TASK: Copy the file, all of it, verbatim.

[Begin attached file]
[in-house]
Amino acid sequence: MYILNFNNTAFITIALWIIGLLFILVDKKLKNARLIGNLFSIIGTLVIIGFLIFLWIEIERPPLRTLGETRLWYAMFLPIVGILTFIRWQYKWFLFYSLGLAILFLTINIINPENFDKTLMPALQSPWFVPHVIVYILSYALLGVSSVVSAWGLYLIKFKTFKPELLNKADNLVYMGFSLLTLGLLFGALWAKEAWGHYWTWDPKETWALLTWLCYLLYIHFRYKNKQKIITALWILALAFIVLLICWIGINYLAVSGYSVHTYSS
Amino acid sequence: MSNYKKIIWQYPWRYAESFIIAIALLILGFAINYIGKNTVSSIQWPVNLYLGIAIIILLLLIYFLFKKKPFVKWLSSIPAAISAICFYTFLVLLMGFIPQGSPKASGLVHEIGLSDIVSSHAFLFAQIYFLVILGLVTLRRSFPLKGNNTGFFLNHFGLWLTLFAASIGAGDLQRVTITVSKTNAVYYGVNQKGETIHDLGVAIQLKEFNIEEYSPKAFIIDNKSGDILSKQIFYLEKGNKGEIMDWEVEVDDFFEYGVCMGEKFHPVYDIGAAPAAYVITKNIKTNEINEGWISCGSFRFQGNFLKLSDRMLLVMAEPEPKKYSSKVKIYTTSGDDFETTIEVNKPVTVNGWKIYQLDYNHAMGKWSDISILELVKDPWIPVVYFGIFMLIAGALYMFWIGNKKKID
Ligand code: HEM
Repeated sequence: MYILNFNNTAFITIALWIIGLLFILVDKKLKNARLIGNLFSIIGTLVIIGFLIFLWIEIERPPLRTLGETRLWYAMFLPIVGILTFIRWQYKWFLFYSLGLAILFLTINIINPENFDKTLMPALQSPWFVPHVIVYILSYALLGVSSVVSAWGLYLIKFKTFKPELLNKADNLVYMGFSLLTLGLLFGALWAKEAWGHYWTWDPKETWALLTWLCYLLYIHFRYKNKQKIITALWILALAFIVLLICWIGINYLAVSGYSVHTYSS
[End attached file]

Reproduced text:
[in-house]
Amino acid sequence: MYILNFNNTAFITIALWIIGLLFILVDKKLKNARLIGNLFSIIGTLVIIGFLIFLWIEIERPPLRTLGETRLWYAMFLPIVGILTFIRWQYKWFLFYSLGLAILFLTINIINPENFDKTLMPALQSPWFVPHVIVYILSYALLGVSSVVSAWGLYLIKFKTFKPELLNKADNLVYMGFSLLTLGLLFGALWAKEAWGHYWTWDPKETWALLTWLCYLLYIHFRYKNKQKIITALWILALAFIVLLICWIGINYLAVSGYSVHTYSS
Amino acid sequence: MSNYKKIIWQYPWRYAESFIIAIALLILGFAINYIGKNTVSSIQWPVNLYLGIAIIILLLLIYFLFKKKPFVKWLSSIPAAISAICFYTFLVLLMGFIPQGSPKASGLVHEIGLSDIVSSHAFLFAQIYFLVILGLVTLRRSFPLKGNNTGFFLNHFGLWLTLFAASIGAGDLQRVTITVSKTNAVYYGVNQKGETIHDLGVAIQLKEFNIEEYSPKAFIIDNKSGDILSKQIFYLEKGNKGEIMDWEVEVDDFFEYGVCMGEKFHPVYDIGAAPAAYVITKNIKTNEINEGWISCGSFRFQGNFLKLSDRMLLVMAEPEPKKYSSKVKIYTTSGDDFETTIEVNKPVTVNGWKIYQLDYNHAMGKWSDISILELVKDPWIPVVYFGIFMLIAGALYMFWIGNKKKID
Ligand code: HEM
Repeated sequence: MYILNFNNTAFITIALWIIGLLFILVDKKLKNARLIGNLFSIIGTLVIIGFLIFLWIEIERPPLRTLGETRLWYAMFLPIVGILTFIRWQYKWFLFYSLGLAILFLTINIINPENFDKTLMPALQSPWFVPHVIVYILSYALLGVSSVVSAWGLYLIKFKTFKPELLNKADNLVYMGFSLLTLGLLFGALWAKEAWGHYWTWDPKETWALLTWLCYLLYIHFRYKNKQKIITALWILALAFIVLLICWIGINYLAVSGYSVHTYSS